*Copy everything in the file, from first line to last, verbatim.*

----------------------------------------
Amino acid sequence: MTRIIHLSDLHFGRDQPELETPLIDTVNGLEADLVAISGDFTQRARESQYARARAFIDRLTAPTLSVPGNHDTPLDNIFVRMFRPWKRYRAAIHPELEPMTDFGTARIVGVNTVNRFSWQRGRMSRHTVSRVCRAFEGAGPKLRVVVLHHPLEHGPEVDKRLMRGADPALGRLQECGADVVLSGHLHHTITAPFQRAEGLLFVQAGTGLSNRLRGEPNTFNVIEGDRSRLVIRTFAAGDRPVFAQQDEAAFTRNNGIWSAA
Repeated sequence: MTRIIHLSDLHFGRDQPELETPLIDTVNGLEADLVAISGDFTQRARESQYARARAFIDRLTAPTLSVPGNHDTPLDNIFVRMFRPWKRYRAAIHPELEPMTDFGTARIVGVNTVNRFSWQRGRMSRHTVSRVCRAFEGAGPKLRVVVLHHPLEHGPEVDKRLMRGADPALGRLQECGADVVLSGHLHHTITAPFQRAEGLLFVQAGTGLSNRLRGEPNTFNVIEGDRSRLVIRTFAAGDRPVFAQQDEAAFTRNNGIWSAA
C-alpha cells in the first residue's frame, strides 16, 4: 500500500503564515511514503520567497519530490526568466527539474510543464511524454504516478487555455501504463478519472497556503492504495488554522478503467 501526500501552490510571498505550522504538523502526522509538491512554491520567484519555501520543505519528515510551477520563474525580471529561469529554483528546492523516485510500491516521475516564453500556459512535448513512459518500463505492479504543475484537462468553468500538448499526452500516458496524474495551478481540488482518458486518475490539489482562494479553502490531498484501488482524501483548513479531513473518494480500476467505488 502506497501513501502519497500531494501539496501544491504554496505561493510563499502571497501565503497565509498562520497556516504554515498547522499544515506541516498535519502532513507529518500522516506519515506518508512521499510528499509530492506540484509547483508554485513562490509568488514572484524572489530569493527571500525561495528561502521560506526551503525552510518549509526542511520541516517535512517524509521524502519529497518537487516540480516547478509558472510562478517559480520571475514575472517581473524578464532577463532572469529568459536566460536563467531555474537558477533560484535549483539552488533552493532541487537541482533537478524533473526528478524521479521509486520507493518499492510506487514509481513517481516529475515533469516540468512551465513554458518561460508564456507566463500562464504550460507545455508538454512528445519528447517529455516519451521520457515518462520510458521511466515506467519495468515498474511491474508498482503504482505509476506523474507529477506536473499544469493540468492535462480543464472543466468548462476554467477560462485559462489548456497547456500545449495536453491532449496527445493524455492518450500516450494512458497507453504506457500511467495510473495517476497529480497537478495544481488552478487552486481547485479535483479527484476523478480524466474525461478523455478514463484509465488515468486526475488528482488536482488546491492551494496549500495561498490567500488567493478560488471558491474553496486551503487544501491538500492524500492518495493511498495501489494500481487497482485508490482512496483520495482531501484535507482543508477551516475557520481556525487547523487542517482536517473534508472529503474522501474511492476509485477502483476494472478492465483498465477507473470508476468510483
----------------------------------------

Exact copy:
Amino acid sequence: MTRIIHLSDLHFGRDQPELETPLIDTVNGLEADLVAISGDFTQRARESQYARARAFIDRLTAPTLSVPGNHDTPLDNIFVRMFRPWKRYRAAIHPELEPMTDFGTARIVGVNTVNRFSWQRGRMSRHTVSRVCRAFEGAGPKLRVVVLHHPLEHGPEVDKRLMRGADPALGRLQECGADVVLSGHLHHTITAPFQRAEGLLFVQAGTGLSNRLRGEPNTFNVIEGDRSRLVIRTFAAGDRPVFAQQDEAAFTRNNGIWSAA
Repeated sequence: MTRIIHLSDLHFGRDQPELETPLIDTVNGLEADLVAISGDFTQRARESQYARARAFIDRLTAPTLSVPGNHDTPLDNIFVRMFRPWKRYRAAIHPELEPMTDFGTARIVGVNTVNRFSWQRGRMSRHTVSRVCRAFEGAGPKLRVVVLHHPLEHGPEVDKRLMRGADPALGRLQECGADVVLSGHLHHTITAPFQRAEGLLFVQAGTGLSNRLRGEPNTFNVIEGDRSRLVIRTFAAGDRPVFAQQDEAAFTRNNGIWSAA
C-alpha cells in the first residue's frame, strides 16, 4: 500500500503564515511514503520567497519530490526568466527539474510543464511524454504516478487555455501504463478519472497556503492504495488554522478503467 501526500501552490510571498505550522504538523502526522509538491512554491520567484519555501520543505519528515510551477520563474525580471529561469529554483528546492523516485510500491516521475516564453500556459512535448513512459518500463505492479504543475484537462468553468500538448499526452500516458496524474495551478481540488482518458486518475490539489482562494479553502490531498484501488482524501483548513479531513473518494480500476467505488 502506497501513501502519497500531494501539496501544491504554496505561493510563499502571497501565503497565509498562520497556516504554515498547522499544515506541516498535519502532513507529518500522516506519515506518508512521499510528499509530492506540484509547483508554485513562490509568488514572484524572489530569493527571500525561495528561502521560506526551503525552510518549509526542511520541516517535512517524509521524502519529497518537487516540480516547478509558472510562478517559480520571475514575472517581473524578464532577463532572469529568459536566460536563467531555474537558477533560484535549483539552488533552493532541487537541482533537478524533473526528478524521479521509486520507493518499492510506487514509481513517481516529475515533469516540468512551465513554458518561460508564456507566463500562464504550460507545455508538454512528445519528447517529455516519451521520457515518462520510458521511466515506467519495468515498474511491474508498482503504482505509476506523474507529477506536473499544469493540468492535462480543464472543466468548462476554467477560462485559462489548456497547456500545449495536453491532449496527445493524455492518450500516450494512458497507453504506457500511467495510473495517476497529480497537478495544481488552478487552486481547485479535483479527484476523478480524466474525461478523455478514463484509465488515468486526475488528482488536482488546491492551494496549500495561498490567500488567493478560488471558491474553496486551503487544501491538500492524500492518495493511498495501489494500481487497482485508490482512496483520495482531501484535507482543508477551516475557520481556525487547523487542517482536517473534508472529503474522501474511492476509485477502483476494472478492465483498465477507473470508476468510483